Unless man is free to work out his salvation (his karma) with pain and suffering,[2] if necessary, there can be no real brotherhood. For brotherhood is based on the soul’s realization that “yes, I am my brother’s keeper—not because the state forces me to be, but because even as the Father is in me, so am I in every son of God.” Communism destroys the basic union of the soul between God and man, and between man and man. Thus, it cannot bring about true brotherhood under the Fatherhood of God.

Saint Germain has said:

If I should summarize ... the greatest dangers upon earth, I should say that in the macrocosmic sense it is undoubtedly World Communism—fed, ignited, increased by world monopoly capitalism and the banking houses. And secondly, I would say that the false hierarch of oneself, the dweller-on-the-threshold, is the greatest single threat to world freedom when we are dealing with that synthetic self of our best servants.[3]

Christian brotherhood the antidote to Communism

The Master Morya comments:

It was due to the lack of Christian brotherhood in action that Communism was spawned upon the world scene. It will be the institution of a genuine and penetrating faith that crosses the lines of religious idealism, dogma, creed and class distinction that will prove to be the universally needed solvent to vitalize and magnify the expansion of world brotherhood.[4]

Alexander Gaylord and Chananda, speaking of a future “Community of the Spirit” where individual dignity will be upheld by the light of its own divinity, foretell that the time will come when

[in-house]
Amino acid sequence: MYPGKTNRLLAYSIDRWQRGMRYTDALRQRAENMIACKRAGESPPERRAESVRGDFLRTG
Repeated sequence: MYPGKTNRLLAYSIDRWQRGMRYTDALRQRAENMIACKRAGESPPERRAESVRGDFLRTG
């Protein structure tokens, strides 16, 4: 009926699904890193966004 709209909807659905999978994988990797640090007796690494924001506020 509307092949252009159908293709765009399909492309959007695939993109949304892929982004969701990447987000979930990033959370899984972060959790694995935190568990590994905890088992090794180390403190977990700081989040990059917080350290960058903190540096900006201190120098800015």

... Communistic and Socialistic doctrines will be stripped of their false veneer and revealed to be—as, in reality, they are—methods that were evolved humanly as the result of the intellectual rebellion on the part of their founders against their own personal karma.
The spiritual community of the enlightened will expound the real democracy of the new republic, wherein the nobility of life in its God-intended expression is its own acknowledged reward. No one will expect to be given honors or rights he does not deserve; neither will anyone expect to deny to others their just opportunity to expand their understanding, test their spirituality or pursue life, liberty and true happiness to the fullest.[5]

See also

Dialectical materialism

Socialism

For more information

Mark L. Prophet and Elizabeth Clare Prophet, The Path of Brotherhood, Section V, “World Communism: Counterfeit of the Golden Age Culture.”

DVD and audio album The Seduction of Socialism and the Responsibility of Freedom.

Sources

Elizabeth Clare Prophet, October 9, 1978.

Mark L. Prophet and Elizabeth Clare Prophet, The Path of Brotherhood, pp. 101, 103–05.

  1. Karl Marx and Frederick Engels, Manifesto of the Communist Party, trans. Samuel Moore, part 1.
  2. Phil. 2:12.
  3. Pearls of Wisdom, vol. 48, no. 42, October 9, 2005.
  4. El Morya, Pearls of Wisdom, vol. 6, no. 7, February 15, 1963.
  5. Chananda and Alexander Gaylord, Keepers of the Flame Lesson 5, pp. 15–20.